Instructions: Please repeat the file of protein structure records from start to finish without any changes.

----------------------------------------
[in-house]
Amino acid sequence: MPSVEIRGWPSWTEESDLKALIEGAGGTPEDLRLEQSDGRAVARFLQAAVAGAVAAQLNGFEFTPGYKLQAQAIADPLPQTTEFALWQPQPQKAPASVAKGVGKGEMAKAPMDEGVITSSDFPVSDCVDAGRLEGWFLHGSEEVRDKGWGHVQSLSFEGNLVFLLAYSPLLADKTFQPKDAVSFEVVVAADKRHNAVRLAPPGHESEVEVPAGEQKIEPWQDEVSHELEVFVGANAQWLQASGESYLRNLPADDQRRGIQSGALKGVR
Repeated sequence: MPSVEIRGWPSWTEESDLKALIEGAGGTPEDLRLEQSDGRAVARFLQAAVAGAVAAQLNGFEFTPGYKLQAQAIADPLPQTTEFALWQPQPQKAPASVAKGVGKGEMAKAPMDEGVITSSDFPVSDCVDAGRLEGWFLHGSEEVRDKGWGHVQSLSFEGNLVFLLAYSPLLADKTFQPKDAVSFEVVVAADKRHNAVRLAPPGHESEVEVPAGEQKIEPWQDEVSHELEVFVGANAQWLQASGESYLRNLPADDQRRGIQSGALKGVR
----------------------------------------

[in-house]
Amino acid sequence: MPSVEIRGWPSWTEESDLKALIEGAGGTPEDLRLEQSDGRAVARFLQAAVAGAVAAQLNGFEFTPGYKLQAQAIADPLPQTTEFALWQPQPQKAPASVAKGVGKGEMAKAPMDEGVITSSDFPVSDCVDAGRLEGWFLHGSEEVRDKGWGHVQSLSFEGNLVFLLAYSPLLADKTFQPKDAVSFEVVVAADKRHNAVRLAPPGHESEVEVPAGEQKIEPWQDEVSHELEVFVGANAQWLQASGESYLRNLPADDQRRGIQSGALKGVR
Repeated sequence: MPSVEIRGWPSWTEESDLKALIEGAGGTPEDLRLEQSDGRAVARFLQAAVAGAVAAQLNGFEFTPGYKLQAQAIADPLPQTTEFALWQPQPQKAPASVAKGVGKGEMAKAPMDEGVITSSDFPVSDCVDAGRLEGWFLHGSEEVRDKGWGHVQSLSFEGNLVFLLAYSPLLADKTFQPKDAVSFEVVVAADKRHNAVRLAPPGHESEVEVPAGEQKIEPWQDEVSHELEVFVGANAQWLQASGESYLRNLPADDQRRGIQSGALKGVR